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  1. #1
    engpoem is offline Newbie
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    Default Totally lost - Present perfect

    hiya


    1) Present perfect is also used when giving recent information ( that probably means recent events in general ), while past simple is used when giving older information.


    a) Recent event could also be started and finished in the past and also could have no effects on present. So why would you in such cases always use present perfect simple and not past simple?





    2) One definition says that present perfect simple is used to talk about events in general and not specific events. But it also says we use present perfect to talk about very recent events.

    a) So we can use present perfect simple to talk about specific event, but only if that event happened recently?


    b) But how does one decide whether an event is recent or not?




    cheers
    Last edited by engpoem; 30-Sep-2008 at 19:41.

  2. #2
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    Default Re: Totally lost - Present perfect

    Not a teacher.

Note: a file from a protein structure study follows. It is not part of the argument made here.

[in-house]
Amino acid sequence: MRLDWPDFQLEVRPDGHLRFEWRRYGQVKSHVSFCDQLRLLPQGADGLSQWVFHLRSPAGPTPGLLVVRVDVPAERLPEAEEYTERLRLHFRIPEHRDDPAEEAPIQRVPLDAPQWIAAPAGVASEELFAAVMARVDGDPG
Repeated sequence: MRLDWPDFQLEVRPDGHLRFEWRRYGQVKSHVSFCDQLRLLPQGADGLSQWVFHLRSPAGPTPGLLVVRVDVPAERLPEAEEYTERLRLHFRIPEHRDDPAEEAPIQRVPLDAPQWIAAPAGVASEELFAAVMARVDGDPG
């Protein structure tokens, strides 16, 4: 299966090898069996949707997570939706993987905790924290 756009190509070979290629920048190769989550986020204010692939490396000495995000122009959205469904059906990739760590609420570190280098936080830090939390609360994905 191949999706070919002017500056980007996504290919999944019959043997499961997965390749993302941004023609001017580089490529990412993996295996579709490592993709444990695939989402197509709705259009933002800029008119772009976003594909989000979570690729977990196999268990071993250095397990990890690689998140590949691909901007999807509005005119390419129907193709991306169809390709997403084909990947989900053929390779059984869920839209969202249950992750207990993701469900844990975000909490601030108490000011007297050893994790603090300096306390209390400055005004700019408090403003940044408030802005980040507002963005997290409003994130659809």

1) Present perfect is also used when giving recent information ( that probably means recent events in general ), while past simple is used when giving older information.


    a) Recent event could also be started and finished in the past and also could have no effects on present. So why would you in such cases always use present perfect simple and not past simple?
    The present perfect is used to describe an event that began in the past and continues in the present. The simple past is used to describe an event that began and ended in the past.

    "How long have worked for the restaurant?" implies that you were hired in the past, and that you are still working there.

    "How long did you work for the restaurant?" implies that you no longer work at the restaurant.

    If an event started in the recent past (perhaps seconds ago) and is still having an effect, then you use the present perfect.

    "When are you going to start your homework?"

    "I've (I have) already started." (I started the homework in the past, and I am still doing it.)

    If the recent event ended in the past, then you use the past simple.

    "When are you going to start your homework?"

    "I finished my homework already." (I started and finished my homework in the past."

    2) One definition says that present perfect simple is used to talk about events in general and not specific events. But it also says we use present perfect to talk about very recent events.

    a) So we can use present perfect simple to talk about specific event, but only if that event happened recently?


    b) But how does one decide whether an event is recent or not?
    What this means is that present perfect talks about events that began at an unspecified time.

    "King Gustavus Adolphus fought (past simple) against the power of the mighty Holy Roman Empire from 1630 to 1632." is an event that has a specified time.